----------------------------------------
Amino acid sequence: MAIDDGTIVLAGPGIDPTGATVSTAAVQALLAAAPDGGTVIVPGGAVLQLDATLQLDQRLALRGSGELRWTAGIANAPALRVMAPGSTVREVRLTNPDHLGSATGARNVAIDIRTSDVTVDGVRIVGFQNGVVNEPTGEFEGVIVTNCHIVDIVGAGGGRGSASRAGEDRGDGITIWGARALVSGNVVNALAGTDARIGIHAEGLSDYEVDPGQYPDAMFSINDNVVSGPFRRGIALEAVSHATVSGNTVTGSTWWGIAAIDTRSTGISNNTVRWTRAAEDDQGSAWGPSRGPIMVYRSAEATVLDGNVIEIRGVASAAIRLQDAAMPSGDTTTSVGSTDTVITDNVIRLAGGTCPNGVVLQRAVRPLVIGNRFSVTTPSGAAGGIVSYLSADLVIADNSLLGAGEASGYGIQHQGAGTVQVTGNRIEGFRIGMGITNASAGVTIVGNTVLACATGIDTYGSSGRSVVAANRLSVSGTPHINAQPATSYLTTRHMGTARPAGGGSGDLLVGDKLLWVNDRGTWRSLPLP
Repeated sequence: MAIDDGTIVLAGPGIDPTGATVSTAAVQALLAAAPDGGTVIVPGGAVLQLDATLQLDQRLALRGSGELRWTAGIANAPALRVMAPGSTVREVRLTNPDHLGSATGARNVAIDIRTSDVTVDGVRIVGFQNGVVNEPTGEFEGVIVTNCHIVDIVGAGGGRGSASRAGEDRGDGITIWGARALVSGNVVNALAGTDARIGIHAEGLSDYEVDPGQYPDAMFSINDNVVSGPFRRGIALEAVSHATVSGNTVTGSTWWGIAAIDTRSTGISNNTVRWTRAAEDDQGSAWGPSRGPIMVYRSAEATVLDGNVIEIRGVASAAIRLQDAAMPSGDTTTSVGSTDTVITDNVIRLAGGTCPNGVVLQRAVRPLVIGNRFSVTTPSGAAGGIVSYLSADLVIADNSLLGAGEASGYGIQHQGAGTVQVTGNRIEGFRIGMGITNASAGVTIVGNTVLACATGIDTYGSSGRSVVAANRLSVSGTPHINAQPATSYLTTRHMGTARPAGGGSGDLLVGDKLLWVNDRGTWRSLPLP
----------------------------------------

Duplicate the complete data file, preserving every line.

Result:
Amino acid sequence: MAIDDGTIVLAGPGIDPTGATVSTAAVQALLAAAPDGGTVIVPGGAVLQLDATLQLDQRLALRGSGELRWTAGIANAPALRVMAPGSTVREVRLTNPDHLGSATGARNVAIDIRTSDVTVDGVRIVGFQNGVVNEPTGEFEGVIVTNCHIVDIVGAGGGRGSASRAGEDRGDGITIWGARALVSGNVVNALAGTDARIGIHAEGLSDYEVDPGQYPDAMFSINDNVVSGPFRRGIALEAVSHATVSGNTVTGSTWWGIAAIDTRSTGISNNTVRWTRAAEDDQGSAWGPSRGPIMVYRSAEATVLDGNVIEIRGVASAAIRLQDAAMPSGDTTTSVGSTDTVITDNVIRLAGGTCPNGVVLQRAVRPLVIGNRFSVTTPSGAAGGIVSYLSADLVIADNSLLGAGEASGYGIQHQGAGTVQVTGNRIEGFRIGMGITNASAGVTIVGNTVLACATGIDTYGSSGRSVVAANRLSVSGTPHINAQPATSYLTTRHMGTARPAGGGSGDLLVGDKLLWVNDRGTWRSLPLP
Repeated sequence: MAIDDGTIVLAGPGIDPTGATVSTAAVQALLAAAPDGGTVIVPGGAVLQLDATLQLDQRLALRGSGELRWTAGIANAPALRVMAPGSTVREVRLTNPDHLGSATGARNVAIDIRTSDVTVDGVRIVGFQNGVVNEPTGEFEGVIVTNCHIVDIVGAGGGRGSASRAGEDRGDGITIWGARALVSGNVVNALAGTDARIGIHAEGLSDYEVDPGQYPDAMFSINDNVVSGPFRRGIALEAVSHATVSGNTVTGSTWWGIAAIDTRSTGISNNTVRWTRAAEDDQGSAWGPSRGPIMVYRSAEATVLDGNVIEIRGVASAAIRLQDAAMPSGDTTTSVGSTDTVITDNVIRLAGGTCPNGVVLQRAVRPLVIGNRFSVTTPSGAAGGIVSYLSADLVIADNSLLGAGEASGYGIQHQGAGTVQVTGNRIEGFRIGMGITNASAGVTIVGNTVLACATGIDTYGSSGRSVVAANRLSVSGTPHINAQPATSYLTTRHMGTARPAGGGSGDLLVGDKLLWVNDRGTWRSLPLP